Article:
New York University’s Stern School of Business, this year “Instagrammed” its essay format by asking candidates to pick six visual items — photographs, charts and even emojis — and give each a caption, rather than writing a piece of prose. The school’s admissions team, which has assessed about 50,000 essays over the past 15 years, likes innovation, according to Peter Henry, NYU Stern dean. They were looking for creativity and an ability to be succinct and accurate. What makes any application “leap out from the pack” during the admissions process is that the writers can explain their career goals and how NYU Stern would help them achieve these, Prof Henry says.
Barcelona’s IESE business school does not set a format for applications. One applicant recently produced a video as his cover letter — a method of application increasingly common in US schools. But content trumps format, according to Franz Heukamp, the dean.
A place on the course: how MBA admissions work
The Graduate Management Admission Test (GMAT) is a pan-school online exam to assess verbal, analytical and writing skills. The test is required for most business school MBA applications but does not examine business knowledge or general intelligence.
Many business schools also set mandatory essays, which tend to ask applicants to explain their work experiences, why they would excel at the school and how the MBA would help with future career goals. Most set an upper limit of 500 words.
Not all schools set an essay. Some ask for a CV and cover letter.
Shortlisted candidates are usually invited for a formal interview either on campus or online with the admissions team.
“The ones that grab our attention do so not because they say something we have never heard before, are wild or outrageous,” he says. “What makes a cover letter special is when it is very clear that the candidate knows what he or she wants to achieve professionally.”
The most important element of an essay is a “clear and concise” message, according to Winfried Ruigrok, the dean at the University of St Gallen in Switzerland.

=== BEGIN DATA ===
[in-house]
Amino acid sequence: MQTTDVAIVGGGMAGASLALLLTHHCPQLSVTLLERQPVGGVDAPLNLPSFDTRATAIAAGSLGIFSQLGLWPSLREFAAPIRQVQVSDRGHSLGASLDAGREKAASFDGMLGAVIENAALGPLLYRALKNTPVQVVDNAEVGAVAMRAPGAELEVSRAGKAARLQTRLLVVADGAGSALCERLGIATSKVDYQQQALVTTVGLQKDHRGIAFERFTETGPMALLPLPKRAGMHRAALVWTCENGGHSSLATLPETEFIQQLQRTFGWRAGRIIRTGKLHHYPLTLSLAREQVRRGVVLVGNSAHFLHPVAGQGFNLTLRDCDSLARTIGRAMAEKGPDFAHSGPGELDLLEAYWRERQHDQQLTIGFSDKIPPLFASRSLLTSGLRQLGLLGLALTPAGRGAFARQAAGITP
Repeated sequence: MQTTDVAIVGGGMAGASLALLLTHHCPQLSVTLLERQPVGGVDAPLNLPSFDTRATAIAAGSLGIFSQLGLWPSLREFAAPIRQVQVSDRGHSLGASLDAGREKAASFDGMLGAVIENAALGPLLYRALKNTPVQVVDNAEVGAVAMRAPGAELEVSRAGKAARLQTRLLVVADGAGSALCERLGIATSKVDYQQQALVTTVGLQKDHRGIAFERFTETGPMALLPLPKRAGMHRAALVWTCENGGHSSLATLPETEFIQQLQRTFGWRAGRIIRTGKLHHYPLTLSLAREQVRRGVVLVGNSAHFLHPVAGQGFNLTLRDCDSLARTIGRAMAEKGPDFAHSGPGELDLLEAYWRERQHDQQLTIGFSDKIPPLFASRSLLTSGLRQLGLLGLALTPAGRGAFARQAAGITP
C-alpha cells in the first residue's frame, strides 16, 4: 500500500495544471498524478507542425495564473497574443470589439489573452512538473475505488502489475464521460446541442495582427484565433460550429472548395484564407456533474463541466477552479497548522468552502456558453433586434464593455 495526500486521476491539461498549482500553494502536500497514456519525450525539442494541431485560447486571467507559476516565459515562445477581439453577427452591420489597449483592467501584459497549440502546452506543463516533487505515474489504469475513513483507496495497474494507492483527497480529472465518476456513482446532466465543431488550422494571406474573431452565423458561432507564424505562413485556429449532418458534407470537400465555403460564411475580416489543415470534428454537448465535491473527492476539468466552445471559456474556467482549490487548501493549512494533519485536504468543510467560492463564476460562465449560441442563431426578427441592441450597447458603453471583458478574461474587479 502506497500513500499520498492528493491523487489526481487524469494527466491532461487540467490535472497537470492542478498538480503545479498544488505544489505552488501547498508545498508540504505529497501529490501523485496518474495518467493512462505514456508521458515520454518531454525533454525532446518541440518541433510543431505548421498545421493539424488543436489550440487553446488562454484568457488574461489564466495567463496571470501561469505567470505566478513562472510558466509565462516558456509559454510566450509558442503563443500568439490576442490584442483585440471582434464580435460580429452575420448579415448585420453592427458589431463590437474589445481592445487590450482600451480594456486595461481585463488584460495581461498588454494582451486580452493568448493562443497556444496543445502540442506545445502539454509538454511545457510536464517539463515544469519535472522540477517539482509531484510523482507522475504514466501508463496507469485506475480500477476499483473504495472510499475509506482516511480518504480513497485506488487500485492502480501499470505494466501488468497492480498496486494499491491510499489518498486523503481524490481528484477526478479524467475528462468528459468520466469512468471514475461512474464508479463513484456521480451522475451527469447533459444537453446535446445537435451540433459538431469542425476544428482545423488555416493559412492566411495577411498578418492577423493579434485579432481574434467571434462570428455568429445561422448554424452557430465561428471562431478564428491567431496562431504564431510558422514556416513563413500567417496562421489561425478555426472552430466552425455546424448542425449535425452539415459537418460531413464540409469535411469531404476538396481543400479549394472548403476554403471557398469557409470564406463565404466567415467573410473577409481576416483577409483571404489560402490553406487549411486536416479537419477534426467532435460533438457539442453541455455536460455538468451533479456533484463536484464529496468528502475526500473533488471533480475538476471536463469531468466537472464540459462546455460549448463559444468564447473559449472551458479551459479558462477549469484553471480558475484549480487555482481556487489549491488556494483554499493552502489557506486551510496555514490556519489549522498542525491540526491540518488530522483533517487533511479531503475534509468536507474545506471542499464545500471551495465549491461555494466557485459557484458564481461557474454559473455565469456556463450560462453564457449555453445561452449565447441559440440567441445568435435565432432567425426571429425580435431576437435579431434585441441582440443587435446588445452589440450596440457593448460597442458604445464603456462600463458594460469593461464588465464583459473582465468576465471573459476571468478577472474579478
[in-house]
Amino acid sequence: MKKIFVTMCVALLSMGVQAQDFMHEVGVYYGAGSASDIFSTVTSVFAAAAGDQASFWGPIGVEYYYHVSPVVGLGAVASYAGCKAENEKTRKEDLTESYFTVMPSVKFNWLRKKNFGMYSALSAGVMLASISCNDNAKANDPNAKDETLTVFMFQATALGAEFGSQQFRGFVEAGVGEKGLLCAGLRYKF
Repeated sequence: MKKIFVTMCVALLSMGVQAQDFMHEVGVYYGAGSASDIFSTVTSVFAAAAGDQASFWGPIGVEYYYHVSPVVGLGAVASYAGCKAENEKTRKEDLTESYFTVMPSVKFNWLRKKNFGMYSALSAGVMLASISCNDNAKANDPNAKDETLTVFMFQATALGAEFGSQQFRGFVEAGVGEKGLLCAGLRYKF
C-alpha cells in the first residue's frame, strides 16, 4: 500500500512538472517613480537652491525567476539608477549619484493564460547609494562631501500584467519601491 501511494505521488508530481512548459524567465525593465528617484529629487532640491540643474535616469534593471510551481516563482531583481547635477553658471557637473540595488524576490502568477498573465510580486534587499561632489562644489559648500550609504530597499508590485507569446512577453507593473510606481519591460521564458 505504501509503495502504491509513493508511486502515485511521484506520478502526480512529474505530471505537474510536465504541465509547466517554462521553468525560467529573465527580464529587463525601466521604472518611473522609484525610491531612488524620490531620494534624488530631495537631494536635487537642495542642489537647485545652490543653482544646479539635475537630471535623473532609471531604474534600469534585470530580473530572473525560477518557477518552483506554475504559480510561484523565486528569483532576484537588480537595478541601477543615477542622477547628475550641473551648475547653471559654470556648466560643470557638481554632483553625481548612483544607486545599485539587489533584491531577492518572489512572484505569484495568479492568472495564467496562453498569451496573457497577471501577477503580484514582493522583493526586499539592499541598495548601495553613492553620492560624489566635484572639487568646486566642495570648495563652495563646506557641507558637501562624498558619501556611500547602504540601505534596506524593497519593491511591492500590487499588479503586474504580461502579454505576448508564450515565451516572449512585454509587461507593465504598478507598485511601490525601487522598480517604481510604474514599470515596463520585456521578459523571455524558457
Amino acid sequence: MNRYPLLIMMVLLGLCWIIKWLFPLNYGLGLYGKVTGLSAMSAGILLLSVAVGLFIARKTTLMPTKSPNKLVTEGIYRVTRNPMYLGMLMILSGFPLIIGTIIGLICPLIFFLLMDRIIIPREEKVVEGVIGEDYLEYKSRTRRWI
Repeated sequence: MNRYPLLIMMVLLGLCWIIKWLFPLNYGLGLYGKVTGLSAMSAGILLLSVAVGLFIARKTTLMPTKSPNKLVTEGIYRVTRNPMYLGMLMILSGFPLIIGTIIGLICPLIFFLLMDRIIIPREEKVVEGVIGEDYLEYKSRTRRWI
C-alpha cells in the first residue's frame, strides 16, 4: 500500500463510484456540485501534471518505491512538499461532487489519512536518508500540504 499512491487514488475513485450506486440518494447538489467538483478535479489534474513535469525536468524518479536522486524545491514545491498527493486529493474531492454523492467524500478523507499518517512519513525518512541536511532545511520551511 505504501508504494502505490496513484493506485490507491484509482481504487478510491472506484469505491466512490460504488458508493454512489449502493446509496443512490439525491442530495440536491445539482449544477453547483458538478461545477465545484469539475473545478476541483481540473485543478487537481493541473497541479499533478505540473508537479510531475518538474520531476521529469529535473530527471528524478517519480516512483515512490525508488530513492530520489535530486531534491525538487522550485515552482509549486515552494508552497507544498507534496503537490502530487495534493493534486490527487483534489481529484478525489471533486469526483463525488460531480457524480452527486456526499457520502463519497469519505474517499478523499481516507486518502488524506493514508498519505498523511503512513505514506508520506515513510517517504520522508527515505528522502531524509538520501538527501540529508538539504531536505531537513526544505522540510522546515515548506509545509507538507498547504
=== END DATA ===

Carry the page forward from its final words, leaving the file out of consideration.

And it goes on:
“An MBA application stands out if the applicant knows our specific programme strengths, structure and culture,” he says.
SDA Bocconi School of Management was the first European school to add mandatory video interviews to its application process, says its dean, Giuseppe Soda, with candidates required to answer a series of random questions on camera.
Those applying to its 12-month MBA course must also submit two reference letters and attend a face-to-face interview at the school’s Milan campus, as well as performing well in the GMAT exam — its average test score is 665 out of a possible 800, compared with a sector average of about 550.
The video format complements the wider objective of Bocconi’s admissions team, to get to know each candidate by name, according to Prof Soda.
This level of detail is possible at Bocconi — which last year received 375 applications for 132 places — but not feasible for larger institutions. “We want to focus on each candidate’s personal development,” Prof Soda says. “We want to know the students by name.”
Before becoming dean, Prof Soda’s job included reading every essay from the PhD applicants. “The problem was that they were always the same sort of essay,” he says. “Written pieces can be faked so a video seems a better way.”
He anticipates a day when the video test replaces the written elements of the MBA application.
“When you write you have more time to prepare,” he says. “With our video test there is the element of the unexpected. It is not just what they say but how they say it, and there is the pressure of being in front of a camera.”